China Hand: Easier moving

China has made great strides in improving its transport infrastructure, but operational efficiency in the logistics sector remains poor. While the government is taking action to cut toll fees, logistics costs remain high as a result of a fragmented distribution network and diverse local regulations, often with an eye to protecting local business interests. Attempts to boost the domestic consumer market will be helped by a more efficient logistics sector.

Despite significant improvements in infrastructure over the past decade, China’s logistics efficiency has not improved much. Most of the country’s estimated 700,000 logistics firms are single-truck operators, and to date there is no single trucking firm that can provide services to every city and village in China. The US, despite having a similar geographical size and far larger economy, has only around 7,000 operators, and Japan less than 10,000. Although the infrastructure is mostly in place across the country, it is still virtually impossible for a truck to take a load from one end of the country to the other without local interference. Cities often require local licences.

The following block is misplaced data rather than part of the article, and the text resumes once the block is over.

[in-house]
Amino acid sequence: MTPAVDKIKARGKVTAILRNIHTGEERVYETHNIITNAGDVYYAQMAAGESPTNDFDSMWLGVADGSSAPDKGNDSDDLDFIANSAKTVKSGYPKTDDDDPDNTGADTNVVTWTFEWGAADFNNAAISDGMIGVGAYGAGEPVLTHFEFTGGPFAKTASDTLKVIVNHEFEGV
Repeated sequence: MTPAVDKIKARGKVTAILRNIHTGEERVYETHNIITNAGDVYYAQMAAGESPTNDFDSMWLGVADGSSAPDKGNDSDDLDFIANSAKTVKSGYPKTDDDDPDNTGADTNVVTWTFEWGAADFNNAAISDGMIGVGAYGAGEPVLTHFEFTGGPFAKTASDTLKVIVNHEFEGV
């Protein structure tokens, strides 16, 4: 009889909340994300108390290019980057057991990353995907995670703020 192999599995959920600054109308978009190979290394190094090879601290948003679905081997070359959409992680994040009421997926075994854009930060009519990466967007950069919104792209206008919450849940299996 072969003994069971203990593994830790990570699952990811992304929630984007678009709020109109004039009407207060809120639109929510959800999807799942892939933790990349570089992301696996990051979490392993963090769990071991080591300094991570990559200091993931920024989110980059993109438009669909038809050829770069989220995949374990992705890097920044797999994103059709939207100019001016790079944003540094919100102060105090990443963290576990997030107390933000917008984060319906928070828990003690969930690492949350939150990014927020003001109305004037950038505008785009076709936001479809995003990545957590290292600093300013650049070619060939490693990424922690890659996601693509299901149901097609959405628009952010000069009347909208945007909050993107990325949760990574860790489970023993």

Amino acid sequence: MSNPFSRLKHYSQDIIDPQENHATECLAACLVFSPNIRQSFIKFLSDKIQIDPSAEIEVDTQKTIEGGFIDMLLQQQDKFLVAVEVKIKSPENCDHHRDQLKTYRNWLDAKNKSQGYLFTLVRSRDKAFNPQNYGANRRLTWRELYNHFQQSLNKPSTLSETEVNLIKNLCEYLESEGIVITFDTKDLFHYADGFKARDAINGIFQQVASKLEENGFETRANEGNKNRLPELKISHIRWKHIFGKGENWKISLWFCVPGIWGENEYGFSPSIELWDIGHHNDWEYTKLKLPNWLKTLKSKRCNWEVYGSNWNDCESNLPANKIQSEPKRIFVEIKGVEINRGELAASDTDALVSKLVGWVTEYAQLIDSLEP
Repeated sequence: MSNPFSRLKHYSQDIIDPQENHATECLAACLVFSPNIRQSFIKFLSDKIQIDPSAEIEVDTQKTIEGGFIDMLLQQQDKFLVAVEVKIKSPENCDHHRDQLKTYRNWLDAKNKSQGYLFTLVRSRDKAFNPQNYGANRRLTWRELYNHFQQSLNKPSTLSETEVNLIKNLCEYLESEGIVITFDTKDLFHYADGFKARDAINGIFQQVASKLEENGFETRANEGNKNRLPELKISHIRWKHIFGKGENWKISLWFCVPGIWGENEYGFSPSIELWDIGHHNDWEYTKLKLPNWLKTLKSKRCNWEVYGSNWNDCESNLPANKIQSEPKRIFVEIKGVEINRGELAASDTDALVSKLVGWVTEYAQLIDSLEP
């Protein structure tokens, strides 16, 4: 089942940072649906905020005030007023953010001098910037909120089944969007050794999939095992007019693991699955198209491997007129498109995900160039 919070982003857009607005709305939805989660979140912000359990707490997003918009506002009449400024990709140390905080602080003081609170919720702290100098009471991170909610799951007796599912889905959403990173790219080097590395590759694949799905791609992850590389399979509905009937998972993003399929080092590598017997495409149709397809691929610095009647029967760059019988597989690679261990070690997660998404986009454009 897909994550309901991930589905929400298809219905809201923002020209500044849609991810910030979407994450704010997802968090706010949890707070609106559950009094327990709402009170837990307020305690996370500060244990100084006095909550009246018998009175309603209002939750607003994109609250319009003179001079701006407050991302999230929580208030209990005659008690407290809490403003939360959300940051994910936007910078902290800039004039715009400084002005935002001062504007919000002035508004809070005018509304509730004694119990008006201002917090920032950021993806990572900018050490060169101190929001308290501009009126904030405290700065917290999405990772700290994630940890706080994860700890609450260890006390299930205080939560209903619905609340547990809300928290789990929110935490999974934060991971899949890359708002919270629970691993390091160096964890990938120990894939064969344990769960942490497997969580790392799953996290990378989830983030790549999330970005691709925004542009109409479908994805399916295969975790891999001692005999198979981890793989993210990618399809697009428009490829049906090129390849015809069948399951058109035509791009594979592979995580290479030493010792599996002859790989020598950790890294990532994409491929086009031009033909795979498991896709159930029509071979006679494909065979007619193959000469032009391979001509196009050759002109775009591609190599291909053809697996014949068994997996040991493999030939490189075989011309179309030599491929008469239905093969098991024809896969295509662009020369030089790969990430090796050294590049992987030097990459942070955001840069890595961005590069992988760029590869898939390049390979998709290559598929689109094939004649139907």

Logistics players are burdened by high costs. The ratio of total logistics costs to GDP, a reflection of logistics efficiency, remained high at 17.8% in 2011, compared with 8.5% in the US. Improvements have been gradual since 2006, when the ratio was 18.3%.

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